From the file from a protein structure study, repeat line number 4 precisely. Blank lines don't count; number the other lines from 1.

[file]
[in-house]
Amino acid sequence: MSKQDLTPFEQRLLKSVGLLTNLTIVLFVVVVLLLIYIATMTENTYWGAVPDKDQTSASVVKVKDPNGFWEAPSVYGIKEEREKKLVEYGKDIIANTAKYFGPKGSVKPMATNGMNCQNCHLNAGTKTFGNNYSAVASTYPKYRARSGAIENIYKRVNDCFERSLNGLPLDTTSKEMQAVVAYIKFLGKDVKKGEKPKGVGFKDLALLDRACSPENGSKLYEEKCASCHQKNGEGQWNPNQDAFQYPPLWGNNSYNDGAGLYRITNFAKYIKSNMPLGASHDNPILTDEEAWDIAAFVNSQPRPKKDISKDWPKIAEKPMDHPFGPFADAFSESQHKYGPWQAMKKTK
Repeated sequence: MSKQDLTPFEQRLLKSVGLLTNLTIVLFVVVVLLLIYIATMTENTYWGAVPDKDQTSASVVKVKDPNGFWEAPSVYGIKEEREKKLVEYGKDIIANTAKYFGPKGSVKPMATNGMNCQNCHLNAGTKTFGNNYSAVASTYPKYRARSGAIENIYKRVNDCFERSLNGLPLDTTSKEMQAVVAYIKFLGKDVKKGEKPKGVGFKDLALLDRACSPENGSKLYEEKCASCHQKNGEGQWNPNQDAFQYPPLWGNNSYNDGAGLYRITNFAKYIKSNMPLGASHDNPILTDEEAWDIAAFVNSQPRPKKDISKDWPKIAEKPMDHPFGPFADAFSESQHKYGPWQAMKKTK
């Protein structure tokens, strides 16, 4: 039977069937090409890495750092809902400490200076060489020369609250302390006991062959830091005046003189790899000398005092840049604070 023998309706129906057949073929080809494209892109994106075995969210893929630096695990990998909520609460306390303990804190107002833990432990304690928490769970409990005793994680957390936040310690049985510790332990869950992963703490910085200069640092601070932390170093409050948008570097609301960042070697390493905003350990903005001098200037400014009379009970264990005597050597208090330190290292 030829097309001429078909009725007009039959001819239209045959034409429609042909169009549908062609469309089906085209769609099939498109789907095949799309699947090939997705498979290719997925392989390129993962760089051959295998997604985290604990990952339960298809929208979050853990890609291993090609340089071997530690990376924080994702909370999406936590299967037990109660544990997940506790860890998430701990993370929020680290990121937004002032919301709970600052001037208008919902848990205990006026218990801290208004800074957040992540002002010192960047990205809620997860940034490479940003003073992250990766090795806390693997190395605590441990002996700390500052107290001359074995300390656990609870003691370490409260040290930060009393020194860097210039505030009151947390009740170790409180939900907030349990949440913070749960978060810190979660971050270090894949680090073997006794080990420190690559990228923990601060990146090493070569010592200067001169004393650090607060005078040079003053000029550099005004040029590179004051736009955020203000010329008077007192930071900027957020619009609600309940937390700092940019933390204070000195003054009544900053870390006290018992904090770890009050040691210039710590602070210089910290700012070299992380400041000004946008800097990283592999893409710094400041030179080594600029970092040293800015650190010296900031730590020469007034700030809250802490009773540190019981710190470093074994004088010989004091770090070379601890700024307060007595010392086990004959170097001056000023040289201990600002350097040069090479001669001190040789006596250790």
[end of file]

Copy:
């Protein structure tokens, strides 16, 4: 039977069937090409890495750092809902400490200076060489020369609250302390006991062959830091005046003189790899000398005092840049604070 023998309706129906057949073929080809494209892109994106075995969210893929630096695990990998909520609460306390303990804190107002833990432990304690928490769970409990005793994680957390936040310690049985510790332990869950992963703490910085200069640092601070932390170093409050948008570097609301960042070697390493905003350990903005001098200037400014009379009970264990005597050597208090330190290292 030829097309001429078909009725007009039959001819239209045959034409429609042909169009549908062609469309089906085209769609099939498109789907095949799309699947090939997705498979290719997925392989390129993962760089051959295998997604985290604990990952339960298809929208979050853990890609291993090609340089071997530690990376924080994702909370999406936590299967037990109660544990997940506790860890998430701990993370929020680290990121937004002032919301709970600052001037208008919902848990205990006026218990801290208004800074957040992540002002010192960047990205809620997860940034490479940003003073992250990766090795806390693997190395605590441990002996700390500052107290001359074995300390656990609870003691370490409260040290930060009393020194860097210039505030009151947390009740170790409180939900907030349990949440913070749960978060810190979660971050270090894949680090073997006794080990420190690559990228923990601060990146090493070569010592200067001169004393650090607060005078040079003053000029550099005004040029590179004051736009955020203000010329008077007192930071900027957020619009609600309940937390700092940019933390204070000195003054009544900053870390006290018992904090770890009050040691210039710590602070210089910290700012070299992380400041000004946008800097990283592999893409710094400041030179080594600029970092040293800015650190010296900031730590020469007034700030809250802490009773540190019981710190470093074994004088010989004091770090070379601890700024307060007595010392086990004959170097001056000023040289201990600002350097040069090479001669001190040789006596250790």